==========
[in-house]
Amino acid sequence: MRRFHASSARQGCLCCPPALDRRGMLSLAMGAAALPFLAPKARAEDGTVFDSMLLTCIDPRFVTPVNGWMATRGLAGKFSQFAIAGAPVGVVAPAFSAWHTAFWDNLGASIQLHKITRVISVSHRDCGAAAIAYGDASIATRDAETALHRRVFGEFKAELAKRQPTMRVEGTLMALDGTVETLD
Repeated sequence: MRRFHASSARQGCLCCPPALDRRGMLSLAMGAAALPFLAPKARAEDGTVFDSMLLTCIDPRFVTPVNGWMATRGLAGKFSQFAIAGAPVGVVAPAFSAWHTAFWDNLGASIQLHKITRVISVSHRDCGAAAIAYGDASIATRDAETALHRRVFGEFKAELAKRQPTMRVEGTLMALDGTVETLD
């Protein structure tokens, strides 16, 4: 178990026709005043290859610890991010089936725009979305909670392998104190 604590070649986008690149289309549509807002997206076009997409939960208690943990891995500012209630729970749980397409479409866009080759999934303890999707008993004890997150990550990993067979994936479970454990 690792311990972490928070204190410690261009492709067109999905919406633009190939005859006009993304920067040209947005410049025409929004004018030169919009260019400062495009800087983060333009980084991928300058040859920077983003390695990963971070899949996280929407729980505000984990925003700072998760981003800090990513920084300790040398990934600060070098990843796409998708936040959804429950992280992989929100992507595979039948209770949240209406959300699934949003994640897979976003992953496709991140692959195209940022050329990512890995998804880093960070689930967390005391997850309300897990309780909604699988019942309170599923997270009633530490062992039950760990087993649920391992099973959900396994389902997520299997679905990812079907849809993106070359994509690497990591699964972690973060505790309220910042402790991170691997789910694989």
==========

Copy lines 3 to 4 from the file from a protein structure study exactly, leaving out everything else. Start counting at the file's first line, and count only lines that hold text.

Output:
Repeated sequence: MRRFHASSARQGCLCCPPALDRRGMLSLAMGAAALPFLAPKARAEDGTVFDSMLLTCIDPRFVTPVNGWMATRGLAGKFSQFAIAGAPVGVVAPAFSAWHTAFWDNLGASIQLHKITRVISVSHRDCGAAAIAYGDASIATRDAETALHRRVFGEFKAELAKRQPTMRVEGTLMALDGTVETLD
């Protein structure tokens, strides 16, 4: 178990026709005043290859610890991010089936725009979305909670392998104190 604590070649986008690149289309549509807002997206076009997409939960208690943990891995500012209630729970749980397409479409866009080759999934303890999707008993004890997150990550990993067979994936479970454990 690792311990972490928070204190410690261009492709067109999905919406633009190939005859006009993304920067040209947005410049025409929004004018030169919009260019400062495009800087983060333009980084991928300058040859920077983003390695990963971070899949996280929407729980505000984990925003700072998760981003800090990513920084300790040398990934600060070098990843796409998708936040959804429950992280992989929100992507595979039948209770949240209406959300699934949003994640897979976003992953496709991140692959195209940022050329990512890995998804880093960070689930967390005391997850309300897990309780909604699988019942309170599923997270009633530490062992039950760990087993649920391992099973959900396994389902997520299997679905990812079907849809993106070359994509690497990591699964972690973060505790309220910042402790991170691997789910694989």